In 1999, Sail Newport doubled down on its bet to serve the high demand for youth sailing by raising money to build new docks and a youth facility named for Dr. Robin Wallace. It was a giant step for the organization in its commitment to education, the kind of ambitious exercise that would lead not only to a youth sailing-education program serving hundreds of young sailors annually, but also a realization that the organization could set its sights even higher.
By 2015, Sail Newport was on its way to raising funds and convincing five government agencies to allow them to put up an even larger building called the “Mid-Park Marine Education and Recreation Center.” Designed by past board president Mohamad Farzan to be LEED-compliant with solar power, distinctive rooflines, wide porches and architectural elements borrowed from an army post office that once stood in the Fort. The ground floor has the dock office, showers and restrooms and it’s engineered to be able to survive a major flood. Modular rooms on the second floor provide a variety of classrooms, and staff offices on the third floor have a commanding view of the Admiral’s Pier, Brenton Cove, and Newport Harbor.
Among other things, the new building made possible a unique partnership with the Newport Public Schools that enrolls every 4th grader into a 16-week fall/spring Sail Newport Pell School Science and Sailing Program. Augmented by a marine-oriented STEAM curriculum taught at Sail Newport by Pell teachers, the ongoing program takes advantage of the on-the-water classroom of Narragansett Bay—which some students have never had the opportunity to experience in a boat.
“The program naturally teaches students to learn to work together, to learn the science of the wind and the math in the sails,” said Colleen Burns Jermain, superintendent of schools in Newport. “Teaching them to sail creates conditions in which our children realize they can do anything. They are experiencing things they never thought they would do.”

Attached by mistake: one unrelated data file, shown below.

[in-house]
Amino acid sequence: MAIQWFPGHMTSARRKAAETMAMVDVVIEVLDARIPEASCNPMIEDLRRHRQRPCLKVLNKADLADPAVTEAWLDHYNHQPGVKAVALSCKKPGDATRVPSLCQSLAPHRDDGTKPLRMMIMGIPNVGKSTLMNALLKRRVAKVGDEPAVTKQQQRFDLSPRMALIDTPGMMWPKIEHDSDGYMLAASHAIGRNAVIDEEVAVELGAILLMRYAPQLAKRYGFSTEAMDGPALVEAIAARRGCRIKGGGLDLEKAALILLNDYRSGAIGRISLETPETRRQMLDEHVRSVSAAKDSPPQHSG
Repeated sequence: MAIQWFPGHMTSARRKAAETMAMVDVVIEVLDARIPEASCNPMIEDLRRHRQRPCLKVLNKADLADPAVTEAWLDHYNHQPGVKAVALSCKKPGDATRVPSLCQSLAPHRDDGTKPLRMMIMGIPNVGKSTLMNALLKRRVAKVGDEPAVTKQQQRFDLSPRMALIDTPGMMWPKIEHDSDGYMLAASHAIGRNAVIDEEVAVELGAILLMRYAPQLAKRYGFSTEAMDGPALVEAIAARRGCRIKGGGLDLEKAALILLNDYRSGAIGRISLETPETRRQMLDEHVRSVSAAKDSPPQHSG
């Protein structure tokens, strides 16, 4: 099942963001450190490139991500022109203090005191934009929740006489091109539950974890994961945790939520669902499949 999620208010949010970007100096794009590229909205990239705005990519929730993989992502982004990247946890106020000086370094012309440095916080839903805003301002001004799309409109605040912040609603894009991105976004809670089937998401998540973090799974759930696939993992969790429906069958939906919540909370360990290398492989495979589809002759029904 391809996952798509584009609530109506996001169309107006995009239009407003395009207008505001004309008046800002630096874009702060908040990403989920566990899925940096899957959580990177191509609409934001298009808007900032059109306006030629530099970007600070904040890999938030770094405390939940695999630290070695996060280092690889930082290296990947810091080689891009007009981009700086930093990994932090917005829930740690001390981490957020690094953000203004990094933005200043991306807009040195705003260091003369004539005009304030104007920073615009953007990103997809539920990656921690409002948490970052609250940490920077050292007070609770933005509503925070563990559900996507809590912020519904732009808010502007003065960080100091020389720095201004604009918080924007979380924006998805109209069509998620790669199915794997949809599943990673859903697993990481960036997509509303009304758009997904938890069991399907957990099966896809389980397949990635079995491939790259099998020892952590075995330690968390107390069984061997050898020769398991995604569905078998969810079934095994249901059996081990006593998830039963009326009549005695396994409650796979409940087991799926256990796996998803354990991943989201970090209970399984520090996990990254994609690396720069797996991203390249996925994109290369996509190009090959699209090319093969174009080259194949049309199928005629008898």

Jermain highlights the vision of Donna Kelly, an elementary school teacher who was also a Sail Newport board member. Supported by the school committee, Kelly took a sabbatical to create the program with Sail Newport program director Kim Hapgood and then took the lead in training her fellow teachers to deliver on it. Supported by private donors and foundations, Sail Newport raises funds to cover transportation and other expenses, delivering the program at no cost to the City or families of school children.
Based on the success of the 4th-grade program, an after-school “Marine Exploration Program” has been added this year for Thompson Middle School students.
High school sailors also actively use the facility for practice and scrimmages, with sailing teams from Newport’s Rogers High School as well as Portsmouth, Middletown, and the Prout School.
During the summer months, Sail Newport provides free sailing programs to many community groups and local nonprofits. Particularly important to Sail Newport’s is their financial aid program which awards partial or full scholarships to participating families.
In keeping with its original mission, Sail Newport has hosted national and international events every year including the U.S. Sailing Team Olympic Trials in 1988 and 2007. But Sail Newport demonstrated what was possible at a higher level in 2012 when the America’s Cup holder, Oracle USA, approached it to host an event in the America’s Cup World Series that could be watched from within Fort Adams State Park. Over nine days, tens of thousands of sailing fans poured into the park to see the boats along the shore and watch them racing in the natural stadium of Narragansett Bay off the north and west side of Fort Adams. City officials and local merchants took notice of the significant impact on the local economy.
That experience opened the door to successfully hosting one of the biggest, longest races in the world—The Ocean Race (previously the “Volvo Ocean Race”)—in 2015 and 2018. After starting in Europe and stopping in ports such as Cape Town, South Africa; Auckland, New Zealand; and Itajai, Brazil in the winter months, the high-speed, high-tech racing fleet with several countries represented, arrived in Newport in May, as it will again in 2023.
With the fleet’s arrival, estimated to be on or around May 10, 2023, a nine-day festival of sail begins again at Fort Adams State Park. The park will be transformed into “Ocean Live Park” and open to the public every day for free. Visitors will be able to see the race boats up close at the dock, learn about the global race, and see the oceans of the world through the eyes of the crews.